Corrosion's three-song Mas-Kina Recordings debut seems to be getting the most attention due to the presence of former Trivium drummer Nick Augusto—alongside Tommy Hjelm (vocals, guitar, bass) and Martin Rygge (guitar) from Insense and Beaten to Death, and guitarist Christopher Cussell (Before the Mourning). This seems especially irrelevant due to the fact that this 16-minute EP sounds little to nothing like Trivium, and—at least to my ears—should really be geared towards an entirely different audience altogether. I gave it a listen out of curiosity because I've been intrigued by Insense in the past—though they never completely won me over (I'll certainly be revisiting 'em now)—and I'm glad I did, 'cause I dig it. Big time.
It's a "progressive" take on "modern" extreme metal, but I'm completely out of touch with the vast majority of that, so to me it essentially feels like a distinguished Scandinavian metal side project of the past 10 - 15 years. Part Meshuggah, hints of Extol, bits of Martyr, pieces of Fear Factory, and of course similarities to Insense. Lots of in your face chugging and thick, gnashing power chords with jarring use of rhythmic twists and quirky timing, but the blatant heaviness is countered with loads of melody and awesome dissonant chord phrasings. It's certainly technical, but doesn't have that "tech" vibe, if you know what I mean. They cover a lot of ground in four- to six-minute songs, and manage to do so without the changeups feeling too abrupt.
Somewhat more chaotic in structure and variety, opener "You Want This" is actually my favorite track overall, integrating some fast-paced blasts and absolutely badass dual guitar panning rhythms, not to mention an excellent vocal performance. Upon first listen elements of the vocals had me on the fence, but I'm not sure why: by the second time around I was hooked on Hjelm's frequent and flawless transitions from singing to shouting/screaming, and his perfect fusion of the two.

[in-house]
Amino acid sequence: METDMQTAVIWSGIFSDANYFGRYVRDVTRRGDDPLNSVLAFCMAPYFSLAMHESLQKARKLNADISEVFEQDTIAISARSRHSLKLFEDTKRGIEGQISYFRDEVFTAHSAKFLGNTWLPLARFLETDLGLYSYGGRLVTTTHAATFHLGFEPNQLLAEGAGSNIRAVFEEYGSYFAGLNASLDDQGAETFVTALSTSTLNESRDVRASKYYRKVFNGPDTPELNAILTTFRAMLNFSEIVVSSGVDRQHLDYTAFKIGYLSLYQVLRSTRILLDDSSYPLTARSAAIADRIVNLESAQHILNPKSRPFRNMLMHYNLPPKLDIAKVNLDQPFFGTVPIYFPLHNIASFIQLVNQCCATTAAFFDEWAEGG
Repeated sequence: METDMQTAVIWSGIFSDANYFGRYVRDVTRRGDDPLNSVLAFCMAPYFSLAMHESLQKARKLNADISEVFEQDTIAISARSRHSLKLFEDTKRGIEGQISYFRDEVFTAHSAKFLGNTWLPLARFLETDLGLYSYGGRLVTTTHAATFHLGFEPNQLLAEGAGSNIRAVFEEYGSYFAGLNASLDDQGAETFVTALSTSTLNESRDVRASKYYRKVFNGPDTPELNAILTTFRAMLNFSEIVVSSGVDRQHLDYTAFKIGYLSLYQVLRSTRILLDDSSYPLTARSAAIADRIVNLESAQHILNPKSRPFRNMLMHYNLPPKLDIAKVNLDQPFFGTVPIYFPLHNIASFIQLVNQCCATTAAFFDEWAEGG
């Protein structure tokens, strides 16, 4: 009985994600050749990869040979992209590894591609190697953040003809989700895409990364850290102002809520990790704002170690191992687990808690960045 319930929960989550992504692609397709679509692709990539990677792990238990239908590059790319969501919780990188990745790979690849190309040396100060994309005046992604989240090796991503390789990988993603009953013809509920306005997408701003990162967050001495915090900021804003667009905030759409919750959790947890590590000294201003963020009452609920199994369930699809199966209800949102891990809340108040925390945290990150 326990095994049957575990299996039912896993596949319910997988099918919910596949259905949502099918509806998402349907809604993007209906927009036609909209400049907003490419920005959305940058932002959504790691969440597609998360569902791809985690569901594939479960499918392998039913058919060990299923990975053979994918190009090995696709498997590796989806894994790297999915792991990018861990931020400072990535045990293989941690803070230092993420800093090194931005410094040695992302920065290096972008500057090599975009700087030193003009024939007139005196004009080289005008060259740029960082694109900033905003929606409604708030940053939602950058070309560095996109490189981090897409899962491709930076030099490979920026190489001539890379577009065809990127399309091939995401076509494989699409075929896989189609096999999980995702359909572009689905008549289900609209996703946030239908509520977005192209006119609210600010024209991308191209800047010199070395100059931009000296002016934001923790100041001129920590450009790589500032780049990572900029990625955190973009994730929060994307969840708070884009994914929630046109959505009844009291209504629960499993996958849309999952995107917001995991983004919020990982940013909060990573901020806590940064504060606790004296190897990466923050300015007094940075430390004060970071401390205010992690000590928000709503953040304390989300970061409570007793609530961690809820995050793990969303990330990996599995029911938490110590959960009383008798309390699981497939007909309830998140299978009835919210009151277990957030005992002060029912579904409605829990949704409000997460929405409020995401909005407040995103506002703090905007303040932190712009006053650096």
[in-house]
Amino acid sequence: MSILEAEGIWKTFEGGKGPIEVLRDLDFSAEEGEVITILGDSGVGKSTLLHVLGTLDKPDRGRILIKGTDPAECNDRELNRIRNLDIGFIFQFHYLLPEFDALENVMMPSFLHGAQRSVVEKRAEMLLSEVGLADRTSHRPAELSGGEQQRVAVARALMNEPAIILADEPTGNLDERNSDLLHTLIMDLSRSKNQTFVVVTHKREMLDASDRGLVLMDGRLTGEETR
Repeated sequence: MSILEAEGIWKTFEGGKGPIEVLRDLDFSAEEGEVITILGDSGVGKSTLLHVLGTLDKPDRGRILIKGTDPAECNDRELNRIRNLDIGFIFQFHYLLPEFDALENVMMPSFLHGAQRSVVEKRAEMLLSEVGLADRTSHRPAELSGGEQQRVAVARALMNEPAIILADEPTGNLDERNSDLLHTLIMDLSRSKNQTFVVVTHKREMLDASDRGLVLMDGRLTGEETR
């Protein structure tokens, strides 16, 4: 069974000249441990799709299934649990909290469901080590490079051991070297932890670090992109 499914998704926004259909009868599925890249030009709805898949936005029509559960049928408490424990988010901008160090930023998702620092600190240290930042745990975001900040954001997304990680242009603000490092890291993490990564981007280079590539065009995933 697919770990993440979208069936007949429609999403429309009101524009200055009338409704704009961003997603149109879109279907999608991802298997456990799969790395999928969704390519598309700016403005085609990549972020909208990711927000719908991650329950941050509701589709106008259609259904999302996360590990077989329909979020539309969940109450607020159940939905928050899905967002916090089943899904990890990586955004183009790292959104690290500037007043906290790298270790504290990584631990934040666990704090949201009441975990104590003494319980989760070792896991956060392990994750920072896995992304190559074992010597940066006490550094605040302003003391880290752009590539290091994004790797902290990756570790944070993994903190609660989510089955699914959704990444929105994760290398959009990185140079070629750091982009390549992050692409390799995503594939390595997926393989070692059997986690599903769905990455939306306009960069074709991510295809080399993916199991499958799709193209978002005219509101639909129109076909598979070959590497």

"Prone to Dreams" is a little bit shorter, slower, and more streamlined; its added breathing room allowing the percussion to shine. In addition to darker, discordant textures and some melodic Swedish-styled riffing, you'll also encounter atmospheric passages that occasionally flirt with hints of "post-metal." Somewhat reminiscent of Darkane, "Machine Says No" closes out with a faster and more hectic take on said dark discordance—loaded with powerful riffs and cool contrasts between clean and distorted guitars. Those emphatic melodies and sustained notes during the outro are just killer.
Minor complaints production-wise are that the bass gets eaten up a bit, and there are definitely some additional guitar parts layered in that are quite hard to pick out. Guitars and vocals dominate, but there's some oomph to the percussion, which is always nice. The mix feels harsh on occasion, but good overall. Very listenable. There's always room for improvement, right?
Quite an impressive debut, I'd say. I'm surprised how excited I am by Corrosion. Their memorable songwriting feels familiar, but still creative and different from the norm. I'm really looking forward to hearing more, and hope the wait won't be long!
I believe the EP is only available digitally, so stream or download for a mere $2.50 via Bandcamp.
- Corrosion (mp3)